Data used to drive decisions about how to manage land and wildlife in the Southwest can come from unexpected sources. Whether counting birds or hunting them, people who enjoy the outdoors are contributing to the science of wildlife management. Maya Springhawk Robnett of the Arizona Science Desk reports…
Bob Miller describes himself as two things: a naturalist and what he calls a “redneck treehugger.” He’s the kind of man who interrupts himself mid-speech to identify a birdcall behind him, or to respond to one.
“I’m not claiming to be a biologist, you know? These are just the things that I’ve learned… Like this little Marsh Wren right here..." Miller stops to mimic the call he's just heard.
At the Alamo River Wetlands Project in Brawley, California, greenery surrounds the water and birds chirp from the reeds. This is where Miller spends his free time.
At 60 years old, Miller has almost no higher education. After he graduated high school, he took a few community college classes, and he became a truck driver. A few decades later, a crash ended that career.
That was when a biologist friend gave him a book on birding. And it opened up his world.
"So, pretty soon, I’m running around the Imperial Valley with a library in the backseat of my pickup," he jokes. "Bugs and snakes and plants and…all of these, you know. Rocks and geology and just—all of these books!”
Before he knew it, Miller was a citizen scientist. After years of getting to know Imperial County’s birdlife, the Bureau of Land Management contracted him for bird surveys in the Algodones Dunes.
“For about seven years, I was doing the bird surveys out there and every year I’d walk about 300 miles a year through the sand dunes doing the surveys. Recorded well over 100 species of birds out there,” he nods.
Miller uploads his daily surveys of birds to websites like eBird and iNaturalist—platforms for citizen-collected data, accessible to researchers and scientists. Today, within a few hours, he has recorded 35 different bird species. He calls it a treasure hunt.
A different kind of hunt motivates others. Chris Mitchell is president of the Yuma Valley Rod & Gun Club. Mitchell says hunters such as himself see how changes in the environment affect wildlife.
“Some of their access over the years has, you know, just basically been cut off by highways or cities or anything else—just urban sprawl," he says. "Some of these animals have just been confined to a smaller area and they just need the assistance of humans.”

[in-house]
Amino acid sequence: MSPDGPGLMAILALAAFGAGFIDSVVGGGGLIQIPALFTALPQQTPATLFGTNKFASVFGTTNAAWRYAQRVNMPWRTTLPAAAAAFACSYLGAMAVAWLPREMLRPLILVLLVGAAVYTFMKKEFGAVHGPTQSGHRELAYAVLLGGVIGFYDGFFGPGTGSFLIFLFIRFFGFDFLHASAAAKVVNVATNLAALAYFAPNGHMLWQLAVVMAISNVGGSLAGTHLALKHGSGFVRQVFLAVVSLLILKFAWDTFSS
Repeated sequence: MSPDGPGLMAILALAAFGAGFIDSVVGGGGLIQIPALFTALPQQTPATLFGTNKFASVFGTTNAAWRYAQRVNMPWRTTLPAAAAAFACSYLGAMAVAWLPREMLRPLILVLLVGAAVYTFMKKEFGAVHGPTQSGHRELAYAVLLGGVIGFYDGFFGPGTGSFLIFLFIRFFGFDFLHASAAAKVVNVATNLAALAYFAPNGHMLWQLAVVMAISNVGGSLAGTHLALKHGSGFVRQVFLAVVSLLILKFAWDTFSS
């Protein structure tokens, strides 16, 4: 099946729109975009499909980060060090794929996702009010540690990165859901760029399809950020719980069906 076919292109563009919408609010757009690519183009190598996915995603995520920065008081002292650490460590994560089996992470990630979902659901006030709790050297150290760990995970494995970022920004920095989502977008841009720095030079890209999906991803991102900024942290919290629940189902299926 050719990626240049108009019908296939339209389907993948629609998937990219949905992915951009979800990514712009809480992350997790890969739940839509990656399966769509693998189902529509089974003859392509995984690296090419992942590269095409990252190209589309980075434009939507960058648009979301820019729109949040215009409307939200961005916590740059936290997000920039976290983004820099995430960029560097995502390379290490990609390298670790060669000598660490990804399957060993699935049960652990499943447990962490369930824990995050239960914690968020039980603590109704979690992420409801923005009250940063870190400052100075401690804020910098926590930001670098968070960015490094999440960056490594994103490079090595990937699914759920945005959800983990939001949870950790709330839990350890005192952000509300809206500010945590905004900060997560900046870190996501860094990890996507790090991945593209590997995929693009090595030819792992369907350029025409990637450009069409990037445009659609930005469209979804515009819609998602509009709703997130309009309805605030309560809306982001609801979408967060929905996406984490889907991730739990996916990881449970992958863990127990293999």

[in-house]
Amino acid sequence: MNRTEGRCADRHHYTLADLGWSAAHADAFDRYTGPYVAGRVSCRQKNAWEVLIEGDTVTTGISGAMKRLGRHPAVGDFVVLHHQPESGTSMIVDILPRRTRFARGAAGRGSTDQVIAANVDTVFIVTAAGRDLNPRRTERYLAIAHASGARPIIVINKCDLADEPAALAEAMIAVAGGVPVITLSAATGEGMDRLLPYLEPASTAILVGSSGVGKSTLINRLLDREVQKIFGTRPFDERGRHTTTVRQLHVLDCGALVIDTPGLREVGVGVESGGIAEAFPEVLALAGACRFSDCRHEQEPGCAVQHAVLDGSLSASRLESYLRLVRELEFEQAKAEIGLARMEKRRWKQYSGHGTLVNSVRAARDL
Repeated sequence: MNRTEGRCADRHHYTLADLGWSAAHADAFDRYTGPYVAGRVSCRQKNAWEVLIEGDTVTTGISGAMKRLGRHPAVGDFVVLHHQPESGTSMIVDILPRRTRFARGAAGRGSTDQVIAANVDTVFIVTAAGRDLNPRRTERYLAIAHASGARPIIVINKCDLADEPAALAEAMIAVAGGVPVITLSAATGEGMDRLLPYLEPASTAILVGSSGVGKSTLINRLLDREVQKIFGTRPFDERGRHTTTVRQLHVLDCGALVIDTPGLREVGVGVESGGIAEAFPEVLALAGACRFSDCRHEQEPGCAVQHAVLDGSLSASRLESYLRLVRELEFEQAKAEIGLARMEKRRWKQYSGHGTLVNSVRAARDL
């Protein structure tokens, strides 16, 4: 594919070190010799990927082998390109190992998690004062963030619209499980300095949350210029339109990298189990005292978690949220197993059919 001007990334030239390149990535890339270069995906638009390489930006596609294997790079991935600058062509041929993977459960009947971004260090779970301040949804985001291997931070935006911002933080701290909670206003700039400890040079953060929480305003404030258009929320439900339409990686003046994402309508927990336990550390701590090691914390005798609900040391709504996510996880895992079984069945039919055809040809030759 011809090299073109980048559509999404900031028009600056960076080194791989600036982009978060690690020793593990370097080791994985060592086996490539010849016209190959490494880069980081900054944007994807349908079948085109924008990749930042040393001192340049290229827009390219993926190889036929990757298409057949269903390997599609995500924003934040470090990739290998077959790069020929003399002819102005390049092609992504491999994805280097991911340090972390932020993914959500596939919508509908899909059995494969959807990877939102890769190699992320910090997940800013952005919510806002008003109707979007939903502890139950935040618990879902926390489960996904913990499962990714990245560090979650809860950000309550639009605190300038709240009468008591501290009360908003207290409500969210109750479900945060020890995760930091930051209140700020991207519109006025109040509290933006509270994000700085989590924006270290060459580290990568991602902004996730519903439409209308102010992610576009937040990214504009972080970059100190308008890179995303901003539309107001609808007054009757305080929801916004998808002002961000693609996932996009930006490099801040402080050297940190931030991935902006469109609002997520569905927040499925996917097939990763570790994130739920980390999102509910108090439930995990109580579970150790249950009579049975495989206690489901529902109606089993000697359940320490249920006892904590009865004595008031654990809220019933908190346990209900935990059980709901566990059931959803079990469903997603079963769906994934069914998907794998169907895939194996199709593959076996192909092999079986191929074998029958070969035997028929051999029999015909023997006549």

Mitchell says it often surprises people that hunters would want to help. “I just hope that people keep coming around and realize that hunters are good guys and we’re out there for the animals more than we are after the animals.”
That’s not an uncommon sentiment for hunters.
Ron Gissendanner has hunted all of his life.
“Oh, I was probably five hunting with my dad and my grandfather. And I wasn’t able to hunt yet, but I was right there alongside of them the whole day," Gissendanner recollects. "And those are memories you can never take away.”
Now a shooting instructor at a local gun shop, the 59-year-old says preserving that long tradition is what makes hunters reliable partners for Wildlife Managers at Arizona Game and Fish. That includes signing on to a requirement that hunters keep count of birds they hunt, sharing that data with Game and Fish, and allowing larger game to be measured and sampled.
“Because that also gives them data that they pull off of that animal when you check it in, being that they may pull blood out of it, they may take a tooth out of it, they may take certain measurements," he explains. "And that gives them an idea of how healthy the animals are in that area.”
Officials point to successful efforts to revitalize several threatened species, including the pronghorn antelope and the white-tailed deer, using information gathered by people who interact with their environments.